Varjo VR-1 can help minimize human errors in the most safety-critical environment. The cost of VR is 1/10th of "physical costs"

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With the help of virtual reality, design validations as well as operator training at nuclear power plants can now be done more effectively. The Loviisa plant in Finland is the first nuclear power plant in the world building a dedicated VR training room for control room operators. And the Varjo VR-1 is the only virtual reality device that is up to the challenge.

When it comes to industrial environments, the nuclear industry leads the way in improving safety. Enormous amounts of money are spent yearly on the design and validation of the human-machine interfaces, as well as procedure optimization. Nuclear power plant operators worldwide act according to strict manuals. Nothing is left to chance. The goal is to maximize safety and efficiency, and human-machine interfaces play an important role in it.

Joakim Bergroth is a human factor engineering expert with over 10 years of experience in the nuclear field. His responsibility as the product lead at Fortum eSite is to develop and take new technologies, such as virtual and augmented reality (VR & AR), into daily use at nuclear power plants and other safety-critical environments. Fortum is one of the largest power generation companies in the Nordics, and Fortum eSite is their internal venture which provides leading industrial-grade VR solutions to safety-critical environments and the process industry in general.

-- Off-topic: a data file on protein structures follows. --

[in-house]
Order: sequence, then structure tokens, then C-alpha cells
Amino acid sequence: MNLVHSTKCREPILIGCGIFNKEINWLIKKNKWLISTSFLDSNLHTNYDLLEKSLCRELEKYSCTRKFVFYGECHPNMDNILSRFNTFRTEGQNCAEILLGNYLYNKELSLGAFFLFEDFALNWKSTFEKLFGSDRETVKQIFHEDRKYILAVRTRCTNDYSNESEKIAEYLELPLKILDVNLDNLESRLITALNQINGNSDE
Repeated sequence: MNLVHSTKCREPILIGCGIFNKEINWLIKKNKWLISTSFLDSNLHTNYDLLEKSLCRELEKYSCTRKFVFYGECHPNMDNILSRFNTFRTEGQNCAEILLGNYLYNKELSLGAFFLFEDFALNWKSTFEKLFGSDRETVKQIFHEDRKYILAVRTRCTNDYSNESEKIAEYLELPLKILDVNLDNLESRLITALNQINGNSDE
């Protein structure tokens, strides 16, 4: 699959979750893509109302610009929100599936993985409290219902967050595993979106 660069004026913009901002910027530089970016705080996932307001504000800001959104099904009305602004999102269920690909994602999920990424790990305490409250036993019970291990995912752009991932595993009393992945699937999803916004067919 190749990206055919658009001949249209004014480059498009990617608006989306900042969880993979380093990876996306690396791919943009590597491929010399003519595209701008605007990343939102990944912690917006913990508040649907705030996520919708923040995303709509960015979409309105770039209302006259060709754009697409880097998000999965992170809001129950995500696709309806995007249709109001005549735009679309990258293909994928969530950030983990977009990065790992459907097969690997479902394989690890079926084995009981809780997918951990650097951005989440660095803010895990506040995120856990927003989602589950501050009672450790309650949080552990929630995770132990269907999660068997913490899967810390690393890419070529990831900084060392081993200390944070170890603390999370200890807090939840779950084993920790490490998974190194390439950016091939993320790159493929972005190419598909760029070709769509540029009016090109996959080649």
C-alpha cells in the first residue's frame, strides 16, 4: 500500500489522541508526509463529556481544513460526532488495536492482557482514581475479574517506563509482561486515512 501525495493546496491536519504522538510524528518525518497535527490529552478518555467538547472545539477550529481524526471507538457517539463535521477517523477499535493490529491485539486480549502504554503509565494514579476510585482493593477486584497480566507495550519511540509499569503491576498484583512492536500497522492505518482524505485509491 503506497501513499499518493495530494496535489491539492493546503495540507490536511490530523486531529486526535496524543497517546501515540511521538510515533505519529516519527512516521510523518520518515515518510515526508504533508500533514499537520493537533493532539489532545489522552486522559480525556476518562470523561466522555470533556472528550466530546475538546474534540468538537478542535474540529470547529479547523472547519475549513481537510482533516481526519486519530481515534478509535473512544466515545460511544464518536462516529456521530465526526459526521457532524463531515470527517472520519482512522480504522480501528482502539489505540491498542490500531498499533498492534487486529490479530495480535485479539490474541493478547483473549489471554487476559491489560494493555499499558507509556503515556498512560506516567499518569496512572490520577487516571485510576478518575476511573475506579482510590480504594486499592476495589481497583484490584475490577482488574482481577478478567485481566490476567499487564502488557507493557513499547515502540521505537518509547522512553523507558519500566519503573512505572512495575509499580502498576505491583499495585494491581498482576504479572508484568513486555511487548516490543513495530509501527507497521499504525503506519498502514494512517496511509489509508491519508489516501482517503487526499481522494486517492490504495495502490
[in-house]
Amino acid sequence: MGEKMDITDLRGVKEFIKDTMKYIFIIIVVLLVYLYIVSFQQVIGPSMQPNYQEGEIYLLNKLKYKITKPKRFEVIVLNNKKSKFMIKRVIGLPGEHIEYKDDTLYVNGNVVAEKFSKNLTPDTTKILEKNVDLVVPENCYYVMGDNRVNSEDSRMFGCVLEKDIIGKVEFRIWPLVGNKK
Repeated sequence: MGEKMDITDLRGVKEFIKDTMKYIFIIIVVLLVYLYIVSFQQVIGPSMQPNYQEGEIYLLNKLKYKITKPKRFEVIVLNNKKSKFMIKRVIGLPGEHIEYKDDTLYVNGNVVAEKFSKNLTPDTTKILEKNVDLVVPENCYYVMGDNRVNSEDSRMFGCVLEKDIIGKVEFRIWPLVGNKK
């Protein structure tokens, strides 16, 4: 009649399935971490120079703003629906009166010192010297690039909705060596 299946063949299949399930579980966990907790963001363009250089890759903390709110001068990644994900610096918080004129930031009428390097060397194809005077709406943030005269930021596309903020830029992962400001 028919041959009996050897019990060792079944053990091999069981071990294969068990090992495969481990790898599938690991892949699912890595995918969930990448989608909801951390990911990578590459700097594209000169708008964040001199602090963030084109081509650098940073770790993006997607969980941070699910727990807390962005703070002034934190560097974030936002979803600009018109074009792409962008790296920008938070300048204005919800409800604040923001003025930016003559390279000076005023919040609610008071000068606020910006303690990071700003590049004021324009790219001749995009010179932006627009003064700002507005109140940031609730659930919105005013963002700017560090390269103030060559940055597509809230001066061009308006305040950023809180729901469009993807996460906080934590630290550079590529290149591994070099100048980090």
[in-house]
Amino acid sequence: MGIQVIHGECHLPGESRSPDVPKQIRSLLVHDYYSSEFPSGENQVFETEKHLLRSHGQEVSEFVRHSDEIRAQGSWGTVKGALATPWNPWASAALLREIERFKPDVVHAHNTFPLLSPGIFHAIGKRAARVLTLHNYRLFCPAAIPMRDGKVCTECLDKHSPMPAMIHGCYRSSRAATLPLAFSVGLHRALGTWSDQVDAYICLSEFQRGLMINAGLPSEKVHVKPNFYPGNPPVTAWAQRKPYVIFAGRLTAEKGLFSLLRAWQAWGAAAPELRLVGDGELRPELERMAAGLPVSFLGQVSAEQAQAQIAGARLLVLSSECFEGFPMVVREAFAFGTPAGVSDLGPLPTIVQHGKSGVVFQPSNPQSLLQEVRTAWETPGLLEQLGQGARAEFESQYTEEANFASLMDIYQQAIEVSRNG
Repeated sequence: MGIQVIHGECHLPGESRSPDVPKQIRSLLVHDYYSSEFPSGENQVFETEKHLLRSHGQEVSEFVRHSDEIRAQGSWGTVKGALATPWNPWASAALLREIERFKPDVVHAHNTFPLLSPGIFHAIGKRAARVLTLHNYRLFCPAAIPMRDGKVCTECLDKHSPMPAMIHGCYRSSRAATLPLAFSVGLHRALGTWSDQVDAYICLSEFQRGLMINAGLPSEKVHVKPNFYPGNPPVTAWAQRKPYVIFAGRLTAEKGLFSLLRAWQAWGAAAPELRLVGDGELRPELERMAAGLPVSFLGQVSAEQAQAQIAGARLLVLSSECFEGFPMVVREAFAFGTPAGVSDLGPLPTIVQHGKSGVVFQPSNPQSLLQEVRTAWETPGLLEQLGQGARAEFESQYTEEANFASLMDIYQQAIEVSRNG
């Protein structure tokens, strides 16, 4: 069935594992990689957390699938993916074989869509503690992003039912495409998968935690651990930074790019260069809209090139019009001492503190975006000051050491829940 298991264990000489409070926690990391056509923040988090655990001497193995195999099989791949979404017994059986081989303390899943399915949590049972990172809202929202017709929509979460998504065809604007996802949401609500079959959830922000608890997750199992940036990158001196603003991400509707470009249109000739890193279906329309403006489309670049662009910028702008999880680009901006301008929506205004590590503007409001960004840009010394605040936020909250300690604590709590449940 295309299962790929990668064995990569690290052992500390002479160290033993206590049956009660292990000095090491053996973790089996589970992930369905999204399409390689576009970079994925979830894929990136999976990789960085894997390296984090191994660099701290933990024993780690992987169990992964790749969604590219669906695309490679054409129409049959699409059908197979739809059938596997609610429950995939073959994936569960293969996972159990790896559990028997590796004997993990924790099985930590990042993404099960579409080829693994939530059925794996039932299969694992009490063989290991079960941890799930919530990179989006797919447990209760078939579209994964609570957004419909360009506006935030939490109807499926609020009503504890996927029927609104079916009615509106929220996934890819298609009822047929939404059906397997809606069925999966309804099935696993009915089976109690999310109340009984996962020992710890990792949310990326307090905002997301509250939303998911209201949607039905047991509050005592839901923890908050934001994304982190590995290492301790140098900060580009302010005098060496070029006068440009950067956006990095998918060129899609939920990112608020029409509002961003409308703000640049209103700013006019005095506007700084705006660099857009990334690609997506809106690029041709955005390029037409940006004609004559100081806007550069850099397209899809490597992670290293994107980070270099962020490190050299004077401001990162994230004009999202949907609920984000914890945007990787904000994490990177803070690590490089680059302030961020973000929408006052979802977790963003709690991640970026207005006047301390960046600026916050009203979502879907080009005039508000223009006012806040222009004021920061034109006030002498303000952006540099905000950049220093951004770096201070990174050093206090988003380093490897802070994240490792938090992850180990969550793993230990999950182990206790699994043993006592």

Bergroth is also involved in the implementation of the world’s first fully dynamic and interactive virtual reality control room in Loviisa, where the operators are now getting ready to take VR into training and daily use on site.

“Fortum eSite’s virtual validation solution is globally unique – nobody else has done integrated system validation for nuclear power plant control rooms up till now.”

Already now, 90% of Loviisa personnel have done training in VR environments.

“In safety-critical environments and process industries, human errors can lead to serious accidents and production losses. Millions of euros are used to build physical simulators where operators can practice different scenarios from small disturbances, such as pipe leakages, to severe accident trainings. The physical simulators are usually fully booked, which doesn’t leave much time for additional testing or evaluations,” Bergroth says.

Training in a traditional physical simulator is expensive, but building a physical simulator is even more expensive. A physical simulator means building an exact, functional replica of the real environment, such as the control room of a power plant. Recreating a virtual replica costs only a fraction compared to that, bringing about huge cost savings and the ability to implement changes quickly.

“The cost of a VR simulator is 1/10th of the cost of building a physical simulator. And with the Varjo VR-1, the visual fidelity of our virtual simulator is finally on a level that it should be.”

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